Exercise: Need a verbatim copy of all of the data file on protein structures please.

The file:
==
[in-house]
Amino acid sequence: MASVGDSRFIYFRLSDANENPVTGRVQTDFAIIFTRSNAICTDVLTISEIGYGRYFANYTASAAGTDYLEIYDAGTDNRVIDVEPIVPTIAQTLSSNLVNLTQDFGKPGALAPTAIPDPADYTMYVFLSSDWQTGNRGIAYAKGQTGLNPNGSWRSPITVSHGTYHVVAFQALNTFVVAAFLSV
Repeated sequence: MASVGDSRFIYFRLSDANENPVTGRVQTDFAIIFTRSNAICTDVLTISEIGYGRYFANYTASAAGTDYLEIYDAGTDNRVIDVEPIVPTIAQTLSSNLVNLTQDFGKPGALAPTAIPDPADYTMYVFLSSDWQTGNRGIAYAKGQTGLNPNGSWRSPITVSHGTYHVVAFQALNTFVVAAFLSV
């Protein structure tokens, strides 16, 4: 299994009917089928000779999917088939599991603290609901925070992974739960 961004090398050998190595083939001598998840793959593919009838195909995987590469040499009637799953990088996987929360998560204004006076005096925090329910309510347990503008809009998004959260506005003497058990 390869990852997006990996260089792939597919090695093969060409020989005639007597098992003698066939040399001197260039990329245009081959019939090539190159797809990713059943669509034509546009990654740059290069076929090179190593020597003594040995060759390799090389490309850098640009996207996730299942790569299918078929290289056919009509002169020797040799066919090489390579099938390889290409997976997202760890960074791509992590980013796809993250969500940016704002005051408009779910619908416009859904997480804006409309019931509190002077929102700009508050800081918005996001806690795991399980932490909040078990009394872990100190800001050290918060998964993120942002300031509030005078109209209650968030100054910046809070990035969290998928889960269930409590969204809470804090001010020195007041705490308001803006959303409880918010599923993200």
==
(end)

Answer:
[in-house]
Amino acid sequence: MASVGDSRFIYFRLSDANENPVTGRVQTDFAIIFTRSNAICTDVLTISEIGYGRYFANYTASAAGTDYLEIYDAGTDNRVIDVEPIVPTIAQTLSSNLVNLTQDFGKPGALAPTAIPDPADYTMYVFLSSDWQTGNRGIAYAKGQTGLNPNGSWRSPITVSHGTYHVVAFQALNTFVVAAFLSV
Repeated sequence: MASVGDSRFIYFRLSDANENPVTGRVQTDFAIIFTRSNAICTDVLTISEIGYGRYFANYTASAAGTDYLEIYDAGTDNRVIDVEPIVPTIAQTLSSNLVNLTQDFGKPGALAPTAIPDPADYTMYVFLSSDWQTGNRGIAYAKGQTGLNPNGSWRSPITVSHGTYHVVAFQALNTFVVAAFLSV
């Protein structure tokens, strides 16, 4: 299994009917089928000779999917088939599991603290609901925070992974739960 961004090398050998190595083939001598998840793959593919009838195909995987590469040499009637799953990088996987929360998560204004006076005096925090329910309510347990503008809009998004959260506005003497058990 390869990852997006990996260089792939597919090695093969060409020989005639007597098992003698066939040399001197260039990329245009081959019939090539190159797809990713059943669509034509546009990654740059290069076929090179190593020597003594040995060759390799090389490309850098640009996207996730299942790569299918078929290289056919009509002169020797040799066919090489390579099938390889290409997976997202760890960074791509992590980013796809993250969500940016704002005051408009779910619908416009859904997480804006409309019931509190002077929102700009508050800081918005996001806690795991399980932490909040078990009394872990100190800001050290918060998964993120942002300031509030005078109209209650968030100054910046809070990035969290998928889960269930409590969204809470804090001010020195007041705490308001803006959303409880918010599923993200």